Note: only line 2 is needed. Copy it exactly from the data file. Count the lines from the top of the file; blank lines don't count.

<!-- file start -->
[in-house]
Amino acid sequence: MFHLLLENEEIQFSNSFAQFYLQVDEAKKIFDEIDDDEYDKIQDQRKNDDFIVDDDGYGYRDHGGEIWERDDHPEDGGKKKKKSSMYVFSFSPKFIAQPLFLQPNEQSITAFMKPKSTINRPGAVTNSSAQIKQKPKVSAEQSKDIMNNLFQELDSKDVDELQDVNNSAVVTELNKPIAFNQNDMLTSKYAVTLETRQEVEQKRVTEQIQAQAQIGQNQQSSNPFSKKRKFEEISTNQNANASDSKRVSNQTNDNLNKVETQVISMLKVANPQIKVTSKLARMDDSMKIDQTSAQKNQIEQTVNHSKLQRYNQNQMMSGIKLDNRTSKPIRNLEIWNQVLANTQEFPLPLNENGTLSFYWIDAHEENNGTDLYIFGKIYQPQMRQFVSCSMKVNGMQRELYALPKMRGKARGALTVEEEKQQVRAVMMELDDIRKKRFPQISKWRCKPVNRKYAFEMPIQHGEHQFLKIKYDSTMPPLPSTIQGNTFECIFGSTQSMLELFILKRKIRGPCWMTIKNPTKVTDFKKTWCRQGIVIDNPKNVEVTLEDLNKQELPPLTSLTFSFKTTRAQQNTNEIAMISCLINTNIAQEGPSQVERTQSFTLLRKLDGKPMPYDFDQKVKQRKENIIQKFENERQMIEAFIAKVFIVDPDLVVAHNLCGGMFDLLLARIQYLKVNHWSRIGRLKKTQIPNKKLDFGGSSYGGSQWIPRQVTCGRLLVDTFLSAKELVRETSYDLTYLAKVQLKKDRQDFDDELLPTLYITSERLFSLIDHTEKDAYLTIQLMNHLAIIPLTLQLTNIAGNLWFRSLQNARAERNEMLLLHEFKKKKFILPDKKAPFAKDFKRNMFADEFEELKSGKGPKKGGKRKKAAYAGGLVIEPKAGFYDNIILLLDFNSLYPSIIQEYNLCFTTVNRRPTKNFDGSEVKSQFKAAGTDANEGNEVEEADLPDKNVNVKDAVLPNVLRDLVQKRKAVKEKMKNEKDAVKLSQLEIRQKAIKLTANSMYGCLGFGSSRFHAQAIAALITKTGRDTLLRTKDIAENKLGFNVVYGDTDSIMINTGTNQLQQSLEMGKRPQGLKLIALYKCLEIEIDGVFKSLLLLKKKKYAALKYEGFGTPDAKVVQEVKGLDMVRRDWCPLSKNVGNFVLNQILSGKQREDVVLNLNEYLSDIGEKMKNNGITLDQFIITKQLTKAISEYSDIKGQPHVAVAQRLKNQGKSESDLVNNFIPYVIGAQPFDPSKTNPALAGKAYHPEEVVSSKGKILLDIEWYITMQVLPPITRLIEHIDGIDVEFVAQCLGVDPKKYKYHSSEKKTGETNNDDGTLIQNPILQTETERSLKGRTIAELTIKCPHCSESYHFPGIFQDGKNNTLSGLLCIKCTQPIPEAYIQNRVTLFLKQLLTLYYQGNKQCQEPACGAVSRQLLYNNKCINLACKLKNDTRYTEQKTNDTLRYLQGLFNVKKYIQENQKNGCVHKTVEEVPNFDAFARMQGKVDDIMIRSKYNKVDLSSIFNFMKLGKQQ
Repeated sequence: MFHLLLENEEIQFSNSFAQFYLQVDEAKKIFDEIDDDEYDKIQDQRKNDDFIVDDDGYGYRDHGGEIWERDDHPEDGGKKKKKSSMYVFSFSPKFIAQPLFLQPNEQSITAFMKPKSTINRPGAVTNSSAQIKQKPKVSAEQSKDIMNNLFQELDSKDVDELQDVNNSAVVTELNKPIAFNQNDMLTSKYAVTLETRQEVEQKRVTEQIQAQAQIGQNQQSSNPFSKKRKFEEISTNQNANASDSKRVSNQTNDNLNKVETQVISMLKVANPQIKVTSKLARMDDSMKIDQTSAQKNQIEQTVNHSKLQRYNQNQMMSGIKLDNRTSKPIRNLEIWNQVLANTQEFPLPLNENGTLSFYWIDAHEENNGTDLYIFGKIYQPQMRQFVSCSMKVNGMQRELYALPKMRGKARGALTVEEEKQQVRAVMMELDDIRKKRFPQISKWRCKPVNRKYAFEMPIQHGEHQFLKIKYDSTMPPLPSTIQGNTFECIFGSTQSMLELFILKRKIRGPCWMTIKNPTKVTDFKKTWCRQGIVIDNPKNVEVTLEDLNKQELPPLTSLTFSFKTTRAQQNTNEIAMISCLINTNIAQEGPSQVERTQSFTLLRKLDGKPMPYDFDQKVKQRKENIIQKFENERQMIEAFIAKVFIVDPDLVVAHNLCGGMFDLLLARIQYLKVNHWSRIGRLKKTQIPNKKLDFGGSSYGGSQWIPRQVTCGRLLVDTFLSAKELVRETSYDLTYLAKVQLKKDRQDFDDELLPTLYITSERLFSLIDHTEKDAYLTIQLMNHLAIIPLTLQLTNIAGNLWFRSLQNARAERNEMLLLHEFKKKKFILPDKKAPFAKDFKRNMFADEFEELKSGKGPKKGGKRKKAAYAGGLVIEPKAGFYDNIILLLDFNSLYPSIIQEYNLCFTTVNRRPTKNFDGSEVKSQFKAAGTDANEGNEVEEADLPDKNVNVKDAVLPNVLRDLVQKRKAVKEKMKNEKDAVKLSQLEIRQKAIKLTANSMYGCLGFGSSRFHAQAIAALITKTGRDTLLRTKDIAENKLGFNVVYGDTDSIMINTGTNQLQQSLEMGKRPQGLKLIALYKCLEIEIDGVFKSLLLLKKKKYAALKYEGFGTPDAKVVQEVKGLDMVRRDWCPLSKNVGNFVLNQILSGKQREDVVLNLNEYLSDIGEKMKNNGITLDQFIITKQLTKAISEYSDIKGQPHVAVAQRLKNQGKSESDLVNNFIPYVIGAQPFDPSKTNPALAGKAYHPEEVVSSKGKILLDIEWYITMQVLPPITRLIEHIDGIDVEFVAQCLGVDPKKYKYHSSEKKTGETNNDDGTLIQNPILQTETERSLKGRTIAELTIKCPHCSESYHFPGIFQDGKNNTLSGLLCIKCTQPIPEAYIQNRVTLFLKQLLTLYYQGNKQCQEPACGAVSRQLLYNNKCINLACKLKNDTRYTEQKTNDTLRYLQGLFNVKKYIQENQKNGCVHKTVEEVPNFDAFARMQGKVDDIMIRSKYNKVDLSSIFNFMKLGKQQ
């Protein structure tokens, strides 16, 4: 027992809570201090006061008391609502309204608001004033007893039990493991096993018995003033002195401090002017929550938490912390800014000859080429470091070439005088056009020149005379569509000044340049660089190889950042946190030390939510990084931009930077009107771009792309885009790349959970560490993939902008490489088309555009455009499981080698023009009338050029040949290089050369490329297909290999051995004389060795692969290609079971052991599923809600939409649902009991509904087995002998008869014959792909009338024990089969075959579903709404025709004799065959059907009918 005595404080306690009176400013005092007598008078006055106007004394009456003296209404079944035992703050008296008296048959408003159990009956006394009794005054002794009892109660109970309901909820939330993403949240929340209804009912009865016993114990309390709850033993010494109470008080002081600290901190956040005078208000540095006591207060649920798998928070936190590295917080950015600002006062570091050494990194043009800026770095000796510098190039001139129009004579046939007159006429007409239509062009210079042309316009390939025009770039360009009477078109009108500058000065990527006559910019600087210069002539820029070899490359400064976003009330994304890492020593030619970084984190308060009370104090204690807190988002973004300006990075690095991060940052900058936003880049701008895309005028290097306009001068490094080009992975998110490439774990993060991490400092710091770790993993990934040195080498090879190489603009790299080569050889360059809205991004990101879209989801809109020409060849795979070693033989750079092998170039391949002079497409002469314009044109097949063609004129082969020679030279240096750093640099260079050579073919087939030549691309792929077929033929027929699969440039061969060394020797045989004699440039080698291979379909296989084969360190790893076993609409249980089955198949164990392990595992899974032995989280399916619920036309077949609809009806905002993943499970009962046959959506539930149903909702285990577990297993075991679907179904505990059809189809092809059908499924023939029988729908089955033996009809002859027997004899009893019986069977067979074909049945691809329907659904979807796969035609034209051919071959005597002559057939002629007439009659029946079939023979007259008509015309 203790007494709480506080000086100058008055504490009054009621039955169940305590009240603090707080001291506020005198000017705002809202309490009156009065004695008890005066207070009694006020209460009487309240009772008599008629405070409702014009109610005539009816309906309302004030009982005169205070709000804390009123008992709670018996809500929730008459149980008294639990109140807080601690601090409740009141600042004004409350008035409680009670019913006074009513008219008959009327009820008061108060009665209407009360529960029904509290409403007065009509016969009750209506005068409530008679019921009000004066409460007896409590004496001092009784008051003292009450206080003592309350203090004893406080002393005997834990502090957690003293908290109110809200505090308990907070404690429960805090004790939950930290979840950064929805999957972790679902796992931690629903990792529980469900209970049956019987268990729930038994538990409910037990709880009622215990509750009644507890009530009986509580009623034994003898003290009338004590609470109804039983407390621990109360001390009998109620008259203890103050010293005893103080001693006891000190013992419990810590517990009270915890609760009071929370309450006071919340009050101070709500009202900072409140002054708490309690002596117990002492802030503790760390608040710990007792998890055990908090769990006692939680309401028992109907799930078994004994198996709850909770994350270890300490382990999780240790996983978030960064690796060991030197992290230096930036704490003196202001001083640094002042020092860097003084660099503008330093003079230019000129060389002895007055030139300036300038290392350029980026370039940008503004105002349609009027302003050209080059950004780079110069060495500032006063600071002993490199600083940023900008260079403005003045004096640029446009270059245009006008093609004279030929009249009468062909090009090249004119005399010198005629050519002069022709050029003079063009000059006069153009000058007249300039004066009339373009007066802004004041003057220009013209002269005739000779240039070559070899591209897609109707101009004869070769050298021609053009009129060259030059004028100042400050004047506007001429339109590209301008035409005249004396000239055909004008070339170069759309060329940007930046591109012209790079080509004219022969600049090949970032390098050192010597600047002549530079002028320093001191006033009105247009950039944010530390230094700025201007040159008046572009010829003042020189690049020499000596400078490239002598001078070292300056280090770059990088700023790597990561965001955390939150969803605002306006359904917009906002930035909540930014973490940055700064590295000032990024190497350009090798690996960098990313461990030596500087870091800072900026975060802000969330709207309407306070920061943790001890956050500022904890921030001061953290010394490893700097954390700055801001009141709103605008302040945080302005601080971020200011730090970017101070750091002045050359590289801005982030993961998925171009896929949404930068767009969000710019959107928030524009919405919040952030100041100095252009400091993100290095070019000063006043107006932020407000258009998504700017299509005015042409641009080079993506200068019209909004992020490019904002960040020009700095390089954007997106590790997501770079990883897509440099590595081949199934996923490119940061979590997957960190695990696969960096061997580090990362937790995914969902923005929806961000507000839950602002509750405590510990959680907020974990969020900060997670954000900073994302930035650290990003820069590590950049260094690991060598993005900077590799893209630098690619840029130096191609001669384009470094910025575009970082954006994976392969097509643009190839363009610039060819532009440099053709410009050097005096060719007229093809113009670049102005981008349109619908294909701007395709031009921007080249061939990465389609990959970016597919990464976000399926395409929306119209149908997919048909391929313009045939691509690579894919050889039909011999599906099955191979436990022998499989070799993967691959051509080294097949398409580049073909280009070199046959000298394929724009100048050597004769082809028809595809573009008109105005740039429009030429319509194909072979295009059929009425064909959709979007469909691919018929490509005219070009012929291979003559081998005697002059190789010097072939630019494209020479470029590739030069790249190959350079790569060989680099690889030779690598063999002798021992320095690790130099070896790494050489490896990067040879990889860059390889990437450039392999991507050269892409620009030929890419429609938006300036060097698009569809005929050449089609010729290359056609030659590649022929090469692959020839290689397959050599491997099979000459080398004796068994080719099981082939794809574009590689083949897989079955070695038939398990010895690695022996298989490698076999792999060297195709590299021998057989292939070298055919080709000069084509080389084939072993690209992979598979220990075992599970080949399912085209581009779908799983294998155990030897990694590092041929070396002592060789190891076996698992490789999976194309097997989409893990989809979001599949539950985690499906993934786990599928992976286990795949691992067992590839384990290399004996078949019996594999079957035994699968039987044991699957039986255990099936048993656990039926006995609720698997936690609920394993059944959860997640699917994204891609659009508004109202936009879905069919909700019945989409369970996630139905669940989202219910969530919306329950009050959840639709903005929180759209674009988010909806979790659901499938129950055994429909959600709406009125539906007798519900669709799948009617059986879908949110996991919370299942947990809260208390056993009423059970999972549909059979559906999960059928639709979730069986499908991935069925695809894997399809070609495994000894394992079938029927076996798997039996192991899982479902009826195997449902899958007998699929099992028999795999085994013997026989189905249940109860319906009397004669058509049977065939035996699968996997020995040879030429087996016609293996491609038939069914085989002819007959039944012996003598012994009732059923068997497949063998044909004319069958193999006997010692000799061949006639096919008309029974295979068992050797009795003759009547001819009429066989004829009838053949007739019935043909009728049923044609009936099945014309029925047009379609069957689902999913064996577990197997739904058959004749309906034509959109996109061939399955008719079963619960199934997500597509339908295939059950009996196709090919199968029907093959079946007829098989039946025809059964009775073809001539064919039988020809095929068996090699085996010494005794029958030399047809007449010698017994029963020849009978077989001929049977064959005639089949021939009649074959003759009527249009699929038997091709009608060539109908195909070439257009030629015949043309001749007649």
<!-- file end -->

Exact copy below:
Amino acid sequence: MFHLLLENEEIQFSNSFAQFYLQVDEAKKIFDEIDDDEYDKIQDQRKNDDFIVDDDGYGYRDHGGEIWERDDHPEDGGKKKKKSSMYVFSFSPKFIAQPLFLQPNEQSITAFMKPKSTINRPGAVTNSSAQIKQKPKVSAEQSKDIMNNLFQELDSKDVDELQDVNNSAVVTELNKPIAFNQNDMLTSKYAVTLETRQEVEQKRVTEQIQAQAQIGQNQQSSNPFSKKRKFEEISTNQNANASDSKRVSNQTNDNLNKVETQVISMLKVANPQIKVTSKLARMDDSMKIDQTSAQKNQIEQTVNHSKLQRYNQNQMMSGIKLDNRTSKPIRNLEIWNQVLANTQEFPLPLNENGTLSFYWIDAHEENNGTDLYIFGKIYQPQMRQFVSCSMKVNGMQRELYALPKMRGKARGALTVEEEKQQVRAVMMELDDIRKKRFPQISKWRCKPVNRKYAFEMPIQHGEHQFLKIKYDSTMPPLPSTIQGNTFECIFGSTQSMLELFILKRKIRGPCWMTIKNPTKVTDFKKTWCRQGIVIDNPKNVEVTLEDLNKQELPPLTSLTFSFKTTRAQQNTNEIAMISCLINTNIAQEGPSQVERTQSFTLLRKLDGKPMPYDFDQKVKQRKENIIQKFENERQMIEAFIAKVFIVDPDLVVAHNLCGGMFDLLLARIQYLKVNHWSRIGRLKKTQIPNKKLDFGGSSYGGSQWIPRQVTCGRLLVDTFLSAKELVRETSYDLTYLAKVQLKKDRQDFDDELLPTLYITSERLFSLIDHTEKDAYLTIQLMNHLAIIPLTLQLTNIAGNLWFRSLQNARAERNEMLLLHEFKKKKFILPDKKAPFAKDFKRNMFADEFEELKSGKGPKKGGKRKKAAYAGGLVIEPKAGFYDNIILLLDFNSLYPSIIQEYNLCFTTVNRRPTKNFDGSEVKSQFKAAGTDANEGNEVEEADLPDKNVNVKDAVLPNVLRDLVQKRKAVKEKMKNEKDAVKLSQLEIRQKAIKLTANSMYGCLGFGSSRFHAQAIAALITKTGRDTLLRTKDIAENKLGFNVVYGDTDSIMINTGTNQLQQSLEMGKRPQGLKLIALYKCLEIEIDGVFKSLLLLKKKKYAALKYEGFGTPDAKVVQEVKGLDMVRRDWCPLSKNVGNFVLNQILSGKQREDVVLNLNEYLSDIGEKMKNNGITLDQFIITKQLTKAISEYSDIKGQPHVAVAQRLKNQGKSESDLVNNFIPYVIGAQPFDPSKTNPALAGKAYHPEEVVSSKGKILLDIEWYITMQVLPPITRLIEHIDGIDVEFVAQCLGVDPKKYKYHSSEKKTGETNNDDGTLIQNPILQTETERSLKGRTIAELTIKCPHCSESYHFPGIFQDGKNNTLSGLLCIKCTQPIPEAYIQNRVTLFLKQLLTLYYQGNKQCQEPACGAVSRQLLYNNKCINLACKLKNDTRYTEQKTNDTLRYLQGLFNVKKYIQENQKNGCVHKTVEEVPNFDAFARMQGKVDDIMIRSKYNKVDLSSIFNFMKLGKQQ